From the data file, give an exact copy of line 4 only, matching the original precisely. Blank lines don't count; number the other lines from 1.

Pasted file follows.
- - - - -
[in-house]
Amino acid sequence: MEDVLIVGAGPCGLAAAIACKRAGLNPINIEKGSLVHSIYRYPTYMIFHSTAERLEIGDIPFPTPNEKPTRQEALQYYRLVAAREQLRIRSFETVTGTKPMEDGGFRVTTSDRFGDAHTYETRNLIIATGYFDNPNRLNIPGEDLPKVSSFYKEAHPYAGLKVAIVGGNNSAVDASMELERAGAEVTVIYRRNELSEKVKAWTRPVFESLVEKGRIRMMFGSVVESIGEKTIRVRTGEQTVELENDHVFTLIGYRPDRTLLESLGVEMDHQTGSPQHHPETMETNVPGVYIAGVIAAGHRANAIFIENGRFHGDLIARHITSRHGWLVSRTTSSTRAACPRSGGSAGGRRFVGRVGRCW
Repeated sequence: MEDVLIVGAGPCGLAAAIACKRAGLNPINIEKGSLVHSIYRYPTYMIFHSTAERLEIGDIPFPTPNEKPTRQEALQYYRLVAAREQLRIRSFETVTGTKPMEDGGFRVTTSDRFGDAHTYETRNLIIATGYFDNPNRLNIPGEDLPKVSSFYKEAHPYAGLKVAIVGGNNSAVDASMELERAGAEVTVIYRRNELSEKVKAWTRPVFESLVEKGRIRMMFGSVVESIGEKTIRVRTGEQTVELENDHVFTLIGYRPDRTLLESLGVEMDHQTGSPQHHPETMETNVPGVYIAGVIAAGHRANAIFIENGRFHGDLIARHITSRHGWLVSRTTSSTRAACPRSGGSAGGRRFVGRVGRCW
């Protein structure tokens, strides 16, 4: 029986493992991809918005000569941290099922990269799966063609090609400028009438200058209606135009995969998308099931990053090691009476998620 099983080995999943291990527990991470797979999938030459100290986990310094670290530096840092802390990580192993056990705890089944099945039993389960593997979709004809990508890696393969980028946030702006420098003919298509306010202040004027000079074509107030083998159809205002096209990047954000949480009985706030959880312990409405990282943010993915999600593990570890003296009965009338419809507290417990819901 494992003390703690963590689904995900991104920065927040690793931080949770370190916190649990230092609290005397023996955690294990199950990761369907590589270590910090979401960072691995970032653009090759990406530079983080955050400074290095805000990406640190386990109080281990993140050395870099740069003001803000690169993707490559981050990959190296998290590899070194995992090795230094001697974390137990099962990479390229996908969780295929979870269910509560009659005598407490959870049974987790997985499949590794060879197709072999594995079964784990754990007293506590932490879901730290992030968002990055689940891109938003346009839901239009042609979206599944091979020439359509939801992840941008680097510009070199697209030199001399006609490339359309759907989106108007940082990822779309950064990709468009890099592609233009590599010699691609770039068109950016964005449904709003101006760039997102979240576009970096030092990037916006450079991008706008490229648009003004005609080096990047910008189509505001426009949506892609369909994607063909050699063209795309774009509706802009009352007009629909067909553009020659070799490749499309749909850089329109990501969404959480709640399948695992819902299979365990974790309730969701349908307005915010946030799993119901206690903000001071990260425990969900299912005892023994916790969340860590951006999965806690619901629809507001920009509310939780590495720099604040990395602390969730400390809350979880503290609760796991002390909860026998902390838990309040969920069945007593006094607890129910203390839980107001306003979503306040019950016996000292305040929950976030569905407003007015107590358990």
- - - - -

């Protein structure tokens, strides 16, 4: 029986493992991809918005000569941290099922990269799966063609090609400028009438200058209606135009995969998308099931990053090691009476998620 099983080995999943291990527990991470797979999938030459100290986990310094670290530096840092802390990580192993056990705890089944099945039993389960593997979709004809990508890696393969980028946030702006420098003919298509306010202040004027000079074509107030083998159809205002096209990047954000949480009985706030959880312990409405990282943010993915999600593990570890003296009965009338419809507290417990819901 494992003390703690963590689904995900991104920065927040690793931080949770370190916190649990230092609290005397023996955690294990199950990761369907590589270590910090979401960072691995970032653009090759990406530079983080955050400074290095805000990406640190386990109080281990993140050395870099740069003001803000690169993707490559981050990959190296998290590899070194995992090795230094001697974390137990099962990479390229996908969780295929979870269910509560009659005598407490959870049974987790997985499949590794060879197709072999594995079964784990754990007293506590932490879901730290992030968002990055689940891109938003346009839901239009042609979206599944091979020439359509939801992840941008680097510009070199697209030199001399006609490339359309759907989106108007940082990822779309950064990709468009890099592609233009590599010699691609770039068109950016964005449904709003101006760039997102979240576009970096030092990037916006450079991008706008490229648009003004005609080096990047910008189509505001426009949506892609369909994607063909050699063209795309774009509706802009009352007009629909067909553009020659070799490749499309749909850089329109990501969404959480709640399948695992819902299979365990974790309730969701349908307005915010946030799993119901206690903000001071990260425990969900299912005892023994916790969340860590951006999965806690619901629809507001920009509310939780590495720099604040990395602390969730400390809350979880503290609760796991002390909860026998902390838990309040969920069945007593006094607890129910203390839980107001306003979503306040019950016996000292305040929950976030569905407003007015107590358990």